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Trends to Expect in 2018

The US economy is the largest in the world, and with the cannabis market becoming its fastest growing industry within, businesses are poring over the flow of data it’s generating in an effort to divine what products will emerge as big sellers.

The statistics so far paint an interesting picture. Non-consumables, such as glass rigs, bubblers and vaporizers account for a huge share of trending products. Cannabis resource website Leafly recently mined its own data and discovered that nearly half of all states in the US showed interest in more modern ways to consume the substance.

This indicates that recreational users are experimenting with different ways of consuming cannabis. Vaporizers are currently the apex of portability and ease of use, which is why they’re predicted to increase in popularity this year. In fact, vaporizer cartridges were the fastest trending products in more than 20% of states.

In Oregon, which was one of the first states to authorize the use of cannabis for medicinal purposes, one of the most popular products for use with vaporizers has been the Winberry Farms Tropical Trainwreck 1g cartridge. It provides around 250 hits of THC distillate. In Colorado, another early adopter of legalization, the IndigoPro 500mg Night Rider indica cartridge is proving to be a hit.

The rising popularity of vape pens was illustrated by the news coming out of California on January 1st, 2018, which was the first day that licensed retailers could legally offer recreational marijuana. Santa Ana’s 420 Central racked up $54,000 in sales during the day, with co-owner Robert Taft reporting that the biggest sellers were vape pens and pre-rolled joints, along with flower. West Coast Cannabis Club, based in Cathedral City, doesn’t share its sales figures, but CEO Ken Churchill revealed that the retailer sold thousands of pre-rolled joints throughout the day. Vape cartridges accounted for 20% of sales, but flower was the most popular, with a 60% share.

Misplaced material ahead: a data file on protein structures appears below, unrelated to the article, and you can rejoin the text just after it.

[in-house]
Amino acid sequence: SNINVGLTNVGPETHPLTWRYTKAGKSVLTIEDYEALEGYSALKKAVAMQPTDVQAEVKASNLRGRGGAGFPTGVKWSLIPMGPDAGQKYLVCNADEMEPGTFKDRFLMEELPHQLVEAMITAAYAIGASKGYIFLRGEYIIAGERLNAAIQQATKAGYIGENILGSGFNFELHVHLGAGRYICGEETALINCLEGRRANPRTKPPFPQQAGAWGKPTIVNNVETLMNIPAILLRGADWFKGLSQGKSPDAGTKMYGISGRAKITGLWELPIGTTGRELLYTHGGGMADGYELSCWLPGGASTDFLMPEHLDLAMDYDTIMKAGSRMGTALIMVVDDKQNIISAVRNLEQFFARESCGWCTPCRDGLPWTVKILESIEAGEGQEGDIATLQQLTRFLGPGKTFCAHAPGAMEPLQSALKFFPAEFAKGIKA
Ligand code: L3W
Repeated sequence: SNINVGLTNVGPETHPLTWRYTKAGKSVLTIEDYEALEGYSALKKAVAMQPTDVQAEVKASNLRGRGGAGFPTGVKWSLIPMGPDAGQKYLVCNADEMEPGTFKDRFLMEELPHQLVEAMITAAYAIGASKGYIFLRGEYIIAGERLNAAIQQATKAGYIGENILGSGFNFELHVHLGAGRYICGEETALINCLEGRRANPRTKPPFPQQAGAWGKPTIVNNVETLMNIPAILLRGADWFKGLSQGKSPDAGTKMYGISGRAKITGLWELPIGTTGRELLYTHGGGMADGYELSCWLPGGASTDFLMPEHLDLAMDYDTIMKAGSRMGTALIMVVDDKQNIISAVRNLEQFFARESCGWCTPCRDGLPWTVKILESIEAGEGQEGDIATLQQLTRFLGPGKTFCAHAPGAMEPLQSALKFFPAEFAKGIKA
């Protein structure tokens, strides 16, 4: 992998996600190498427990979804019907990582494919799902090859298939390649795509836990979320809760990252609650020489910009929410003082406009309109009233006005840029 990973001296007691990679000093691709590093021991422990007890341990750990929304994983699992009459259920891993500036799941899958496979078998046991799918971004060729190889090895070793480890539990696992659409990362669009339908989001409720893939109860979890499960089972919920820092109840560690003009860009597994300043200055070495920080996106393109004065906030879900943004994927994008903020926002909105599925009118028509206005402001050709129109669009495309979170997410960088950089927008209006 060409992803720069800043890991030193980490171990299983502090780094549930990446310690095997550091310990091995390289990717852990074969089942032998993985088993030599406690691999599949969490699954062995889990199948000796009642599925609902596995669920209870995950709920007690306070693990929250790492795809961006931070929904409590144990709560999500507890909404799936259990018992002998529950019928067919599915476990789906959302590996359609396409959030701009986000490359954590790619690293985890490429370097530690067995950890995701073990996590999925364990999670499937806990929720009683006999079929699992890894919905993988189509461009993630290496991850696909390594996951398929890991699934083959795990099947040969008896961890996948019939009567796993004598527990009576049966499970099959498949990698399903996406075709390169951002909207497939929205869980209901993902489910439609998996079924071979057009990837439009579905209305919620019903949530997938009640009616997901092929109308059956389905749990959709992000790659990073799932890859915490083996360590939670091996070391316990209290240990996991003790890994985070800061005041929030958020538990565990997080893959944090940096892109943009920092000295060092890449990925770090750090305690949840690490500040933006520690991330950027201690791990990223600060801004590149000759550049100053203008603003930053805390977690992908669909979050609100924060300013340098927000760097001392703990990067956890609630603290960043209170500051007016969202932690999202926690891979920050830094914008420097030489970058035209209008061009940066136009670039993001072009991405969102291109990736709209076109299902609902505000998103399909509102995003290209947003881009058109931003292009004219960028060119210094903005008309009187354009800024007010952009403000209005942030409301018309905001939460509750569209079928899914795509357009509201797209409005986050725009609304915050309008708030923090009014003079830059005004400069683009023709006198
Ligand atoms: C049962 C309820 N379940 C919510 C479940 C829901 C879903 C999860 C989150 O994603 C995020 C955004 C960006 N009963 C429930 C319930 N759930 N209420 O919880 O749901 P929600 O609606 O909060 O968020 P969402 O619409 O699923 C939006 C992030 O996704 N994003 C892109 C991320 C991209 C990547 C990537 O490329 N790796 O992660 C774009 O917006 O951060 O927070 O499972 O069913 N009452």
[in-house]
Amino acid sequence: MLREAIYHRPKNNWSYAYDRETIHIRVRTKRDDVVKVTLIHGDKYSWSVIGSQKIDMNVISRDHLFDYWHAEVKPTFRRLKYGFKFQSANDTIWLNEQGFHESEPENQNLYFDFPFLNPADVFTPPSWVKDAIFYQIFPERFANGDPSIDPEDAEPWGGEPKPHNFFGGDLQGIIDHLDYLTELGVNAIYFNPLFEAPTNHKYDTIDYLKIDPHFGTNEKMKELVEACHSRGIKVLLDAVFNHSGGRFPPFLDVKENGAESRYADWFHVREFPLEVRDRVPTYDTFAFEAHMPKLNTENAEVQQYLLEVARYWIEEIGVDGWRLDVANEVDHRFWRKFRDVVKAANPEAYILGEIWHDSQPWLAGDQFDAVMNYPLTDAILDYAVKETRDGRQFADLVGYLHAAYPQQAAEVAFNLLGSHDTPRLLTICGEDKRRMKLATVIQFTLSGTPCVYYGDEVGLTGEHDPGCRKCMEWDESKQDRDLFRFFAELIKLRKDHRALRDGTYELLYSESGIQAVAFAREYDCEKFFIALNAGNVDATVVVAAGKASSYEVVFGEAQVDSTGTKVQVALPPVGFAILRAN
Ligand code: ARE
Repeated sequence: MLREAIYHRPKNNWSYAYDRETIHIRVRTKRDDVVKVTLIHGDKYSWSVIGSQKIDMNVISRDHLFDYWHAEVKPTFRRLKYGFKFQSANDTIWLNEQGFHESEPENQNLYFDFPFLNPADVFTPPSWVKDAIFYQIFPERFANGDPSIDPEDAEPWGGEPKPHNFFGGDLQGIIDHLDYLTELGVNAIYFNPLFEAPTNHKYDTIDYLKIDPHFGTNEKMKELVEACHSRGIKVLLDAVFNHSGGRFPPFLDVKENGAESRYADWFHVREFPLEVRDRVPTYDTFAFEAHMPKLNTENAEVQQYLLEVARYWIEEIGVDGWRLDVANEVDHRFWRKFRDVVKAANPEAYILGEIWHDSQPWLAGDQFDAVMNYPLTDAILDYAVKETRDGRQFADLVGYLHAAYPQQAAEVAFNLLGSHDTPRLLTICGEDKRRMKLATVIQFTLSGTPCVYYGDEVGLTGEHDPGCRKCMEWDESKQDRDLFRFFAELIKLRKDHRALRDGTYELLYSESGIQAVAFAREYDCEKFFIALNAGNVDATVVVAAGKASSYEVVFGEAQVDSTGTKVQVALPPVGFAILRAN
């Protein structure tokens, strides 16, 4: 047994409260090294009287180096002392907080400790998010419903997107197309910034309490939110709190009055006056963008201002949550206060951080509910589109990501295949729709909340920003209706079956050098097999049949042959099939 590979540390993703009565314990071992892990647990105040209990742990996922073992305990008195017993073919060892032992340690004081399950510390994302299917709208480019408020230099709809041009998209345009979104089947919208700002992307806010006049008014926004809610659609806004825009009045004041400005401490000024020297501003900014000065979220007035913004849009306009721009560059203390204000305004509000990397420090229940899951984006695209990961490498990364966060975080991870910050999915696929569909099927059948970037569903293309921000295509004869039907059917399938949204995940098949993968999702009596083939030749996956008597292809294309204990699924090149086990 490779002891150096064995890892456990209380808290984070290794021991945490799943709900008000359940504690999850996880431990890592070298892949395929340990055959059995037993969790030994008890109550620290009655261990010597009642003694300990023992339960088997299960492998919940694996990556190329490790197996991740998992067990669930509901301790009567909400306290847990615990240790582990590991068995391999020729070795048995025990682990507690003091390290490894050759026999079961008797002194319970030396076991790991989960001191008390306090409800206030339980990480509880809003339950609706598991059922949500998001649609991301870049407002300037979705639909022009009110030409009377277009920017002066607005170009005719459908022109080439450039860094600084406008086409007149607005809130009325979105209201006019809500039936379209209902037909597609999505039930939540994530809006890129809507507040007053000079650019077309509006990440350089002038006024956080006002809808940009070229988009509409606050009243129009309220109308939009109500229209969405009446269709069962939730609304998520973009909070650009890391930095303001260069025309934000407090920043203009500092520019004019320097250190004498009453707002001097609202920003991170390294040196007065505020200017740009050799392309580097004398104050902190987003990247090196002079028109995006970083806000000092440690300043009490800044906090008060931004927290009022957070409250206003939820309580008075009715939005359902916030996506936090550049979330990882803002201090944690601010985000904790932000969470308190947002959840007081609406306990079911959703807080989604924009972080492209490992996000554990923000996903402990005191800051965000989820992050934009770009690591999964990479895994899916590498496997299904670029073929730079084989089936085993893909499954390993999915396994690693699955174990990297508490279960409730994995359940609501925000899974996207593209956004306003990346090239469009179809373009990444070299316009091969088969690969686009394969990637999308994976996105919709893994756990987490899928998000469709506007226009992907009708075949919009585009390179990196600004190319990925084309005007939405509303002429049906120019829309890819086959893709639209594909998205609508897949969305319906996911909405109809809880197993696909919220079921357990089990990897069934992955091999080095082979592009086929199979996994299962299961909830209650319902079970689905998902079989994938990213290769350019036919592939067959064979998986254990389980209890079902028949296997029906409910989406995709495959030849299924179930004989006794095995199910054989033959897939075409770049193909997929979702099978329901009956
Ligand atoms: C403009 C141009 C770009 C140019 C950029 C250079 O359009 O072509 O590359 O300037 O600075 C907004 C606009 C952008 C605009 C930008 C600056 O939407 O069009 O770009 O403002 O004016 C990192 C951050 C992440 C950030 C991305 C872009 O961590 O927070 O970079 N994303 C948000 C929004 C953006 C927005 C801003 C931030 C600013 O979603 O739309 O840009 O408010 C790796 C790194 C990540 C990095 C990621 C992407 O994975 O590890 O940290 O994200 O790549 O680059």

What lies ahead for strains?

Looking at recent figures, it’s interesting to note that more states are interested in indicas than sativas. Of course, the effects of indica strains are more associated with stress relief, and while 2016 saw indicas being the fastest trending strains in just four states, 2017 saw this figure rise to 19. Could this be a sign that the current political uncertainty in the US is affecting consumption? It’s an interesting consideration.

A knock on effect of the consumer market expansion in the US has also led to an increase in the public’s knowledge about lesser-known strains. Rather than go with firm mainstream favourites such as Blue Dream or Green Crack, there are indications that customers are learning more about the variety of options available, such as Purple Trainwreck or Mendo Breath. Kush strains, such as Banana Kush, Blueberry Kush and Platinum Bubba Kush have proved to be generally popular across the US, and this trend is expected to continue into 2018.

Given the wide variety of strains on the market, it comes as no surprise that although some have trended in multiple places, no single strain has dominated the public interest. For example, 2017 saw the popular Strawberry Cough, Grape Ape, NY Diesel and AK-47 all trend in two states at a time, but no more than that.

Will these trends cross the border?

It’s tough to predict if this will be the case in Canada, given that legalization is happening at a federal level. The appetite for product is certainly growing; according to the latest Statistics Canada report, Canadians consumed 697.48 kilos of product in 2015. This is an amazing increase of 47% in just five years. A study by Ryan Macdonald and Michelle Roterman for Statistic Canada shows that growing consumption has been a trend for decades. It comes as no surprise that there was a huge increase in the 1960s and 1970s, before rates stabilized. A dip occurred in the early 2000s, before usage rates again began to climb. It’s interesting to note 2015’s all-time high.
The report found that 22.52% of people aged 25–44 consumed 308,060 kilos of cannabis while 11.31% of adults aged 45–64 consumed 180,400 kilos. Although not everyone included in the study may have been honest or accurate about their usage, it’s clear to see that older people are using the substance more. Assuming that they have higher income rates, the signs point towards further adoption of more sophisticated, convenient ways to consume cannabis such as vaporizers. It’s definitely a trend to watch.

See the Full Statistics Canada report.

Image courtesy of Tantalus Labs.

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